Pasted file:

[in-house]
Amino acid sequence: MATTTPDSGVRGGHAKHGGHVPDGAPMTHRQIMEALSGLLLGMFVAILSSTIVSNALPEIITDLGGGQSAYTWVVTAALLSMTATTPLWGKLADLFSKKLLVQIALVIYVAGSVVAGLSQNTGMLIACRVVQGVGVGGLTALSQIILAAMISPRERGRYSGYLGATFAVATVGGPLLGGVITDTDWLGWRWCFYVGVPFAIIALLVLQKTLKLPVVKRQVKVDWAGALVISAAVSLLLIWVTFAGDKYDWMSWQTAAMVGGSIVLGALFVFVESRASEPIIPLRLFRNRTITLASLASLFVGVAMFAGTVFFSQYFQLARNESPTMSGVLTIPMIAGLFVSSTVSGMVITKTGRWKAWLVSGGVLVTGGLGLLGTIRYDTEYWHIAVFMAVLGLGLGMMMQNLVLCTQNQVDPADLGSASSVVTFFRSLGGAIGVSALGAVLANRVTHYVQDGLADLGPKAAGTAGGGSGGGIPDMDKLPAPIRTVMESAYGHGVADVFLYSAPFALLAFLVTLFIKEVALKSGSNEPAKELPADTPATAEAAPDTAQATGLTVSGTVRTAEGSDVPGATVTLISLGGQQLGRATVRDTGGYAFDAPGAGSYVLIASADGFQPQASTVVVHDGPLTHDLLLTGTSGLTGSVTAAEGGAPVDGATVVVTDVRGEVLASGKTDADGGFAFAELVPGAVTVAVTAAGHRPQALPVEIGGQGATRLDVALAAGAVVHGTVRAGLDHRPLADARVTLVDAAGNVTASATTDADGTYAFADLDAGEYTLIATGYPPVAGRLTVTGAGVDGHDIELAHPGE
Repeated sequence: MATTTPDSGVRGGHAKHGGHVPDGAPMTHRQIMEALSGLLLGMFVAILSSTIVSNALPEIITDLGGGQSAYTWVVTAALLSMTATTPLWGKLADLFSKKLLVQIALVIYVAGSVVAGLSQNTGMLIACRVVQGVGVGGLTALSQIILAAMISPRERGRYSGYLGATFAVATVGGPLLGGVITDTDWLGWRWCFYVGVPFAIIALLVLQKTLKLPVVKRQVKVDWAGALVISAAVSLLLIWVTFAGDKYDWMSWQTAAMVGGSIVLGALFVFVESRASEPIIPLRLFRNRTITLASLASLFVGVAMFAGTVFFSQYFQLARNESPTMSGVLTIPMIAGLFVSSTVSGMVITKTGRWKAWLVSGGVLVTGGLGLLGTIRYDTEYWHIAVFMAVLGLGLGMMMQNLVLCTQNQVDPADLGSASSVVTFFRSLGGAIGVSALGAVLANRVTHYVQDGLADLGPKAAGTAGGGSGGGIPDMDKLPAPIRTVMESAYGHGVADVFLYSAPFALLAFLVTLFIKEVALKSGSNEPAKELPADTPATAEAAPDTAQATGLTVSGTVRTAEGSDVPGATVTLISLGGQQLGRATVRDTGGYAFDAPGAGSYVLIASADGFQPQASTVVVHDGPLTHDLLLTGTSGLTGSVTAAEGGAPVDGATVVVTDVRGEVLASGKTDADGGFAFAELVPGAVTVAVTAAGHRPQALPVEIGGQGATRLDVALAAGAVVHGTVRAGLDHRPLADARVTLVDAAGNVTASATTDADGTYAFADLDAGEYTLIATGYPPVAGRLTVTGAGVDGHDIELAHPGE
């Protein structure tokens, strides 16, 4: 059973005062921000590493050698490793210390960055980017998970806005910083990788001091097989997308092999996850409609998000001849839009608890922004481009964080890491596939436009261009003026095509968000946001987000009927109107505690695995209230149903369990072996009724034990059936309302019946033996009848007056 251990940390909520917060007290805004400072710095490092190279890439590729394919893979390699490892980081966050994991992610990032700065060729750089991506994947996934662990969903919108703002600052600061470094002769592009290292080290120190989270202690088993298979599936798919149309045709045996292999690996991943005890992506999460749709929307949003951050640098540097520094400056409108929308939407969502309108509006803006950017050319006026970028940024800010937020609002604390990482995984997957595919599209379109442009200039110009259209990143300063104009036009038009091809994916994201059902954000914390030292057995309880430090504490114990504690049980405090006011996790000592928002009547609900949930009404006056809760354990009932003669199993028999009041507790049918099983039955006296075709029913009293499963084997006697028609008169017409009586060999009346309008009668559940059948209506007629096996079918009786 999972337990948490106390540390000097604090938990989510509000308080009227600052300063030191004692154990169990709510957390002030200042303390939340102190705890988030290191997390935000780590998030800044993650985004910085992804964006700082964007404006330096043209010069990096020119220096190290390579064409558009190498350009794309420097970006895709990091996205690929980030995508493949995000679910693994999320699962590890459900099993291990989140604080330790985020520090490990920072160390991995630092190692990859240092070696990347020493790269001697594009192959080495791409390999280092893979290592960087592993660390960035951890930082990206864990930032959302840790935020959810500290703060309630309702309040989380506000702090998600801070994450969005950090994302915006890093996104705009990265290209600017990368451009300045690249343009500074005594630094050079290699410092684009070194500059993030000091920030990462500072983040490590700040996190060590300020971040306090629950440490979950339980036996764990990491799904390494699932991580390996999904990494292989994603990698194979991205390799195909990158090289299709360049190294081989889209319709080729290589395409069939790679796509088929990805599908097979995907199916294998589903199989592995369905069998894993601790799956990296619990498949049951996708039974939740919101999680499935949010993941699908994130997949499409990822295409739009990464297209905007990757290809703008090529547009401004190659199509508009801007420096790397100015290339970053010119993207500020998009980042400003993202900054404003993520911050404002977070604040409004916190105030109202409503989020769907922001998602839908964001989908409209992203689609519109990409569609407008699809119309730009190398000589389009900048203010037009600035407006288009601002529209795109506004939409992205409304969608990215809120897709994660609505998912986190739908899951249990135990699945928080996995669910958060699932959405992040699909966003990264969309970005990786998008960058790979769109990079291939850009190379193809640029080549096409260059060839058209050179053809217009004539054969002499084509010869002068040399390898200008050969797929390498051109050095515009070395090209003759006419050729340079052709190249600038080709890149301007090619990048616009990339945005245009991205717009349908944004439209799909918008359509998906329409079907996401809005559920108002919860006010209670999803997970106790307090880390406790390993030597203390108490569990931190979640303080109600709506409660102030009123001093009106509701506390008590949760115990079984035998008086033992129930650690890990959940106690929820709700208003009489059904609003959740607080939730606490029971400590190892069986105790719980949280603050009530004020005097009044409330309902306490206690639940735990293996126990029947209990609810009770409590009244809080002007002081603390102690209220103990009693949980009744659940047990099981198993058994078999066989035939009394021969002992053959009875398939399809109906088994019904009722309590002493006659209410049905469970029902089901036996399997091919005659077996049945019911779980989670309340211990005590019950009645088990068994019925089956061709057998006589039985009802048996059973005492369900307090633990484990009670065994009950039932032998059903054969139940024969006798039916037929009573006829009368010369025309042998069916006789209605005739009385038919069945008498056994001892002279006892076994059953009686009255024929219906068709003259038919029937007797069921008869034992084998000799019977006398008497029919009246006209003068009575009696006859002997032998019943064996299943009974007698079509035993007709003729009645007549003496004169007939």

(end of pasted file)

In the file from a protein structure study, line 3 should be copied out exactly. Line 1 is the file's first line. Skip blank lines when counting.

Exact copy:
Repeated sequence: MATTTPDSGVRGGHAKHGGHVPDGAPMTHRQIMEALSGLLLGMFVAILSSTIVSNALPEIITDLGGGQSAYTWVVTAALLSMTATTPLWGKLADLFSKKLLVQIALVIYVAGSVVAGLSQNTGMLIACRVVQGVGVGGLTALSQIILAAMISPRERGRYSGYLGATFAVATVGGPLLGGVITDTDWLGWRWCFYVGVPFAIIALLVLQKTLKLPVVKRQVKVDWAGALVISAAVSLLLIWVTFAGDKYDWMSWQTAAMVGGSIVLGALFVFVESRASEPIIPLRLFRNRTITLASLASLFVGVAMFAGTVFFSQYFQLARNESPTMSGVLTIPMIAGLFVSSTVSGMVITKTGRWKAWLVSGGVLVTGGLGLLGTIRYDTEYWHIAVFMAVLGLGLGMMMQNLVLCTQNQVDPADLGSASSVVTFFRSLGGAIGVSALGAVLANRVTHYVQDGLADLGPKAAGTAGGGSGGGIPDMDKLPAPIRTVMESAYGHGVADVFLYSAPFALLAFLVTLFIKEVALKSGSNEPAKELPADTPATAEAAPDTAQATGLTVSGTVRTAEGSDVPGATVTLISLGGQQLGRATVRDTGGYAFDAPGAGSYVLIASADGFQPQASTVVVHDGPLTHDLLLTGTSGLTGSVTAAEGGAPVDGATVVVTDVRGEVLASGKTDADGGFAFAELVPGAVTVAVTAAGHRPQALPVEIGGQGATRLDVALAAGAVVHGTVRAGLDHRPLADARVTLVDAAGNVTASATTDADGTYAFADLDAGEYTLIATGYPPVAGRLTVTGAGVDGHDIELAHPGE